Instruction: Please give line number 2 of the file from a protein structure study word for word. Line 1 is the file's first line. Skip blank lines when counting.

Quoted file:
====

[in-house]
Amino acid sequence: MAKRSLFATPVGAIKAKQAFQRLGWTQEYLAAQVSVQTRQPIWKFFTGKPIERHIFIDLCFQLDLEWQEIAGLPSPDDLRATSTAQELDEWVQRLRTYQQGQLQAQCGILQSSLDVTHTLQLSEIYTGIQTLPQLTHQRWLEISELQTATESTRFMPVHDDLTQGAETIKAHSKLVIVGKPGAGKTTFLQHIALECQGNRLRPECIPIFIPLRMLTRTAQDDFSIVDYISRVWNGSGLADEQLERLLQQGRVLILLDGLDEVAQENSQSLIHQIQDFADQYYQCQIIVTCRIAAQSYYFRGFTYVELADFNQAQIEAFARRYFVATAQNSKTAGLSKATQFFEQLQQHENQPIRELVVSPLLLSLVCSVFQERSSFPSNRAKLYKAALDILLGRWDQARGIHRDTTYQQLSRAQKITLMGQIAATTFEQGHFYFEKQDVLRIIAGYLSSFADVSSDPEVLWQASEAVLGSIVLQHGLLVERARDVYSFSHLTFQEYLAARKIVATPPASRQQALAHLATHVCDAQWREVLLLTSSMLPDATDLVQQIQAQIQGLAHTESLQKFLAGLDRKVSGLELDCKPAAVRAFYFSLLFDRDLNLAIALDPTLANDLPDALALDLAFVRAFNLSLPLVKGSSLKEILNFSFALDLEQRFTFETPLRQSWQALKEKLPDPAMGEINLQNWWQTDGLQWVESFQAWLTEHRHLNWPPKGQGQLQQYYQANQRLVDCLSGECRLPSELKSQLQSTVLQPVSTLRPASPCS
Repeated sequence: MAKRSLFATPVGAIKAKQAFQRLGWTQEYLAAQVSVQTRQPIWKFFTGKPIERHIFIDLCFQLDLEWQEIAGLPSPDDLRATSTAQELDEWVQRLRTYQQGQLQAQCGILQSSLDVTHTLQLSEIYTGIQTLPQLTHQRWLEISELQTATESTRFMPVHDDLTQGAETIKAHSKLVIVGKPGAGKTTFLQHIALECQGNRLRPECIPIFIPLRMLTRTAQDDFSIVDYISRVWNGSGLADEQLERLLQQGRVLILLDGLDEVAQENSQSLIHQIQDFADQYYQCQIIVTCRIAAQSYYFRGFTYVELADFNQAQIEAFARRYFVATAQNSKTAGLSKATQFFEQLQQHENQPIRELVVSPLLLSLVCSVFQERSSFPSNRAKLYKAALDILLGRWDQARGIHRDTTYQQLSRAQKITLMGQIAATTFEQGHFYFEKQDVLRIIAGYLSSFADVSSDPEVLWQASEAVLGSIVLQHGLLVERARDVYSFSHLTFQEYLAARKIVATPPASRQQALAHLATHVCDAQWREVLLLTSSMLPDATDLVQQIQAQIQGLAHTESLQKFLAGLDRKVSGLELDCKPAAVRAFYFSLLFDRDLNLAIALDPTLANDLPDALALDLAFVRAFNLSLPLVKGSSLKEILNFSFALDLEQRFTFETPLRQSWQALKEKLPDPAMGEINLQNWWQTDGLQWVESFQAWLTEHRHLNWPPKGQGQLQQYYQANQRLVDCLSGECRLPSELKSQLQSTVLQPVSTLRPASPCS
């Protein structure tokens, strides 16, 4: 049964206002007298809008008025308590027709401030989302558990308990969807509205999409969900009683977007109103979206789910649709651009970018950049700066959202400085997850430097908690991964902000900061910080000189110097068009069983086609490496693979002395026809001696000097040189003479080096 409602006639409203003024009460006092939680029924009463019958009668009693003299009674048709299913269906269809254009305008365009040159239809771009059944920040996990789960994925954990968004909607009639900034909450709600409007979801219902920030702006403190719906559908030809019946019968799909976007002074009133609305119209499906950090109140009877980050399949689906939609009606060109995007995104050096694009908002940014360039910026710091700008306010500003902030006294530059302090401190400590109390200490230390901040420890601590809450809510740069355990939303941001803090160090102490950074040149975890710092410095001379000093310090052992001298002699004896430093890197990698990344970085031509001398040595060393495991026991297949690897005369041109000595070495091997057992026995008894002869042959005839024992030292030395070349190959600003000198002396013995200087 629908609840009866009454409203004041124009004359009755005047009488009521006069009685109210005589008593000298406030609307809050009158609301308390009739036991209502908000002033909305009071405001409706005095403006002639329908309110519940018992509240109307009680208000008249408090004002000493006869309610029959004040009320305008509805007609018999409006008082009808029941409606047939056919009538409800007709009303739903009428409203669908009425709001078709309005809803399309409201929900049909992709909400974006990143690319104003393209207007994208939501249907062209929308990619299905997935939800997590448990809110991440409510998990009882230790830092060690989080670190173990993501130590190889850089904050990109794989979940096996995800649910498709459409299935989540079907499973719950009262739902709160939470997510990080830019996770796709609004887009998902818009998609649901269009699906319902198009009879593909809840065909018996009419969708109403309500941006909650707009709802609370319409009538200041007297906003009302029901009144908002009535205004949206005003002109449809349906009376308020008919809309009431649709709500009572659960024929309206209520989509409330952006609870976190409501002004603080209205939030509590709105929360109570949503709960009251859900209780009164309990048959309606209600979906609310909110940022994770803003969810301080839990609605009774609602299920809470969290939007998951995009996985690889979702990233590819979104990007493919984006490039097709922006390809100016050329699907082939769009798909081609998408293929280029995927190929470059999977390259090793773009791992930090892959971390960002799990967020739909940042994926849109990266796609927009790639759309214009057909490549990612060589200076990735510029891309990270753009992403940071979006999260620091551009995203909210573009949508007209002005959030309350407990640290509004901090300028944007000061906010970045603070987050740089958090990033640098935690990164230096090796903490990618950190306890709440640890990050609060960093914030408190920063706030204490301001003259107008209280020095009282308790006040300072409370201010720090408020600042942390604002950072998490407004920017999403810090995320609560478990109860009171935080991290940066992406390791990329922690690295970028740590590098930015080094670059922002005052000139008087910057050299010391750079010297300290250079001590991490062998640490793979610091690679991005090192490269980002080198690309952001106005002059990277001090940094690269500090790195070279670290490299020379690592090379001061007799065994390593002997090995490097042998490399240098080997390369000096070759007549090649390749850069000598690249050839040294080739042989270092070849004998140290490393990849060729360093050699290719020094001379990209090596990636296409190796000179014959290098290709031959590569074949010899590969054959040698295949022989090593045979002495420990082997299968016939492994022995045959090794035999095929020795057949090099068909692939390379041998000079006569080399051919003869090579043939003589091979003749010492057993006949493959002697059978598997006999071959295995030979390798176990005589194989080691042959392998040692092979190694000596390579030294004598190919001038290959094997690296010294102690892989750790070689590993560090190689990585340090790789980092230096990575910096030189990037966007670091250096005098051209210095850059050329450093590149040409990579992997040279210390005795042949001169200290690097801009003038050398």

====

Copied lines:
Amino acid sequence: MAKRSLFATPVGAIKAKQAFQRLGWTQEYLAAQVSVQTRQPIWKFFTGKPIERHIFIDLCFQLDLEWQEIAGLPSPDDLRATSTAQELDEWVQRLRTYQQGQLQAQCGILQSSLDVTHTLQLSEIYTGIQTLPQLTHQRWLEISELQTATESTRFMPVHDDLTQGAETIKAHSKLVIVGKPGAGKTTFLQHIALECQGNRLRPECIPIFIPLRMLTRTAQDDFSIVDYISRVWNGSGLADEQLERLLQQGRVLILLDGLDEVAQENSQSLIHQIQDFADQYYQCQIIVTCRIAAQSYYFRGFTYVELADFNQAQIEAFARRYFVATAQNSKTAGLSKATQFFEQLQQHENQPIRELVVSPLLLSLVCSVFQERSSFPSNRAKLYKAALDILLGRWDQARGIHRDTTYQQLSRAQKITLMGQIAATTFEQGHFYFEKQDVLRIIAGYLSSFADVSSDPEVLWQASEAVLGSIVLQHGLLVERARDVYSFSHLTFQEYLAARKIVATPPASRQQALAHLATHVCDAQWREVLLLTSSMLPDATDLVQQIQAQIQGLAHTESLQKFLAGLDRKVSGLELDCKPAAVRAFYFSLLFDRDLNLAIALDPTLANDLPDALALDLAFVRAFNLSLPLVKGSSLKEILNFSFALDLEQRFTFETPLRQSWQALKEKLPDPAMGEINLQNWWQTDGLQWVESFQAWLTEHRHLNWPPKGQGQLQQYYQANQRLVDCLSGECRLPSELKSQLQSTVLQPVSTLRPASPCS